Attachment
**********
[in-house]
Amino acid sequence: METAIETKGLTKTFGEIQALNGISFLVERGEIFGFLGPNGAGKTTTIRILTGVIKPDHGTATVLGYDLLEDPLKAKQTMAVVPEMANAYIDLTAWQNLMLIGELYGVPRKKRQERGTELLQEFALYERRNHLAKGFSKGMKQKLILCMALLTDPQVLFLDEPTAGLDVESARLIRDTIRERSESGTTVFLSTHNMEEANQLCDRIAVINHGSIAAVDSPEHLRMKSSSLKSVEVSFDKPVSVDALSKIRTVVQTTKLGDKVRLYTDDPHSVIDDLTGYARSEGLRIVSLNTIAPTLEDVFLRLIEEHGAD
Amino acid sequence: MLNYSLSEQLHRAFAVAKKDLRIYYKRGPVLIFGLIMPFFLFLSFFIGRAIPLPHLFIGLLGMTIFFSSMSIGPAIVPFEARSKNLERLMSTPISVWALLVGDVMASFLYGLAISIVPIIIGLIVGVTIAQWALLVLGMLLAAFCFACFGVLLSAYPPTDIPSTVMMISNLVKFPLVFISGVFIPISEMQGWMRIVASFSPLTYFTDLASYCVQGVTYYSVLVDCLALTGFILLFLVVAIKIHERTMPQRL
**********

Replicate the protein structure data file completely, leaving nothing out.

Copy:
[in-house]
Amino acid sequence: METAIETKGLTKTFGEIQALNGISFLVERGEIFGFLGPNGAGKTTTIRILTGVIKPDHGTATVLGYDLLEDPLKAKQTMAVVPEMANAYIDLTAWQNLMLIGELYGVPRKKRQERGTELLQEFALYERRNHLAKGFSKGMKQKLILCMALLTDPQVLFLDEPTAGLDVESARLIRDTIRERSESGTTVFLSTHNMEEANQLCDRIAVINHGSIAAVDSPEHLRMKSSSLKSVEVSFDKPVSVDALSKIRTVVQTTKLGDKVRLYTDDPHSVIDDLTGYARSEGLRIVSLNTIAPTLEDVFLRLIEEHGAD
Amino acid sequence: MLNYSLSEQLHRAFAVAKKDLRIYYKRGPVLIFGLIMPFFLFLSFFIGRAIPLPHLFIGLLGMTIFFSSMSIGPAIVPFEARSKNLERLMSTPISVWALLVGDVMASFLYGLAISIVPIIIGLIVGVTIAQWALLVLGMLLAAFCFACFGVLLSAYPPTDIPSTVMMISNLVKFPLVFISGVFIPISEMQGWMRIVASFSPLTYFTDLASYCVQGVTYYSVLVDCLALTGFILLFLVVAIKIHERTMPQRL